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Volume 86 Issue 6 | p. 11 | News of The Week
Issue Date: February 11, 2008

Patchy Increases For R&D

Proposed research funding is way up for some agencies, down for others
Department: Government & Policy
Credit: Newscom
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Credit: Newscom

FEDERAL SPENDING on research and development would be $147 billion in fiscal 2009 under the proposed budget released by the Bush Administration on Feb. 4. That would be a 3% increase over fiscal 2008 spending, according to figures from the White House Office of Management & Budget (OMB).

"Overall, the increase in the total federal science and technology budget is modest," said John H. Marburger III, director of the White House Office of Science & Technology Policy, at a press conference. "But it is a reflection of the Administration's priorities."

Marburger also pointed out that the inclusion of congressionally mandated spending items, or earmarks, continues to negatively impact science. If earmarks are removed and agencies are allowed full discretion over appropriated funds, "the amount of money requested is more than adequate to meet the needs of the agencies," he noted.

Increases, however, are not consistent across agencies. The programs cited by President George W. Bush in his State of the Union address as essential to U.S. competitiveness are all slated for increases. The Department of Energy's Office of Science programs would receive $4.7 billion, a 19% increase; NSF's funding would rise 16% to $5.2 billion; and the National Institute of Standards & Technology's laboratory budget would rise 4% to $634 million.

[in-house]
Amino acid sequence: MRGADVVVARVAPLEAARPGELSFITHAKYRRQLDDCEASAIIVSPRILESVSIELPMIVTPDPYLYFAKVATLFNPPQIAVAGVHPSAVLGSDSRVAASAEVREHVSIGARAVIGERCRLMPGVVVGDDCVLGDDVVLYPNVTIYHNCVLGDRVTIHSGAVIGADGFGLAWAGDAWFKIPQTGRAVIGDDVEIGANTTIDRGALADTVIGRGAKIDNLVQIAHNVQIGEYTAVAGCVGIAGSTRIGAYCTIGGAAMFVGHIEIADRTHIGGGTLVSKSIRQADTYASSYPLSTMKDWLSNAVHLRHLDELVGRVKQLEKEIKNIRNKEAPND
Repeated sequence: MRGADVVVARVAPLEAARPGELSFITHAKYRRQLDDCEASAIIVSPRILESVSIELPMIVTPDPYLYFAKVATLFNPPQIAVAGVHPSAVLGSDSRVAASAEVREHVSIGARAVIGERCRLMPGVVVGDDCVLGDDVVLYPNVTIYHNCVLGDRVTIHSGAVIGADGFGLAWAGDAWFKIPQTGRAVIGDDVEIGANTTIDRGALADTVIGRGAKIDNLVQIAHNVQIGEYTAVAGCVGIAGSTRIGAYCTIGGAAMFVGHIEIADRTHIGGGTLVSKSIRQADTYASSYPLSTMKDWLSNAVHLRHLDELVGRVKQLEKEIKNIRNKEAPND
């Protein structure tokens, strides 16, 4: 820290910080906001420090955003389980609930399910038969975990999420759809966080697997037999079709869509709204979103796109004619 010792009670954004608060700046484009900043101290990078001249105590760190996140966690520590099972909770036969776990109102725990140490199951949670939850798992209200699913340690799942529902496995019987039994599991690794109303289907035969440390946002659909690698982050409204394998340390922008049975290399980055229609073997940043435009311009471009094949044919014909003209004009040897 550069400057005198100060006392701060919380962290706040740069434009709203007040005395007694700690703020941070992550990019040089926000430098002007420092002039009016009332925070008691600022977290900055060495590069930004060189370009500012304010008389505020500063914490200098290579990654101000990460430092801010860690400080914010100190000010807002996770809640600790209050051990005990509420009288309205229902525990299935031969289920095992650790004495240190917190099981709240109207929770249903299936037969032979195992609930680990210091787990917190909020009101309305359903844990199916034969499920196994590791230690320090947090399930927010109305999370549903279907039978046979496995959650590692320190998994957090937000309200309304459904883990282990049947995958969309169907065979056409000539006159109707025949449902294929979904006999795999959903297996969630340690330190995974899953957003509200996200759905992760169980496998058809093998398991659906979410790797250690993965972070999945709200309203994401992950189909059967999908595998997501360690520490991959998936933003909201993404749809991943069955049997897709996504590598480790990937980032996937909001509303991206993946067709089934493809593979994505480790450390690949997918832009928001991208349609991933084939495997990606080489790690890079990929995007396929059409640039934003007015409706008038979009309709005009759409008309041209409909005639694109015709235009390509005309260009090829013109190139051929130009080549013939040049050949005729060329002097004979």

Commenting at his agency's budget briefing, NSF Director Arden L. Bement Jr. said: "Increased federal investments in research and education are imperative now to sustain our comparative advantages in a flattening world. The NSF budget for 2009 reflects that commitment."

The proposed spending for other major research agencies is flat or declining. NIH would get no increase at all next year. Its budget would be fixed at $29.3 billion, the same as in fiscal 2008. And despite continuing long-term energy concerns, spending at DOE's Office of Energy Efficiency & Renewable Energy would be cut 17% to $1.2 billion. Research funding at NASA next year would be down 7% to $5.5 billion. Also, research at the Department of Agriculture's Agricultural Research Service is slated for a 7% cut to $1.0 billion.

Multiagency programs touted by the Administration would get some increases. The National Nanotechnology Initiative, formed to create materials, devices, and systems that exploit the distinct properties of matter at the molecular level, would receive $1.5 billion next year, up 2%. Likewise, the Climate Change Science Program, which includes 13 federal departments and agencies, is slated for a 10% rise in funds to $2.0 billion in the proposed budget.

According to OMB data, most of the $3.9 billion increase in federal R&D spending will go to two areas. The Department of Defense would receive a $1.0 billion increase, to $74.4 billion—51% of total federal R&D funds—just for development and testing of large weapons systems. And at the Department of Homeland Security, spending for new research facilities and equipment would skyrocket to $2.1 billion from just $148 million this year.

However, the budget proposal is likely to undergo significant changes this year as Congress goes through the appropriations process. Cuts the President has proposed for popular programs such as NASA and USDA, along with the lack of an increase for NIH, may change. Especially in this election year, Congress may add funds to programs now slated for flat or lower spending.

 
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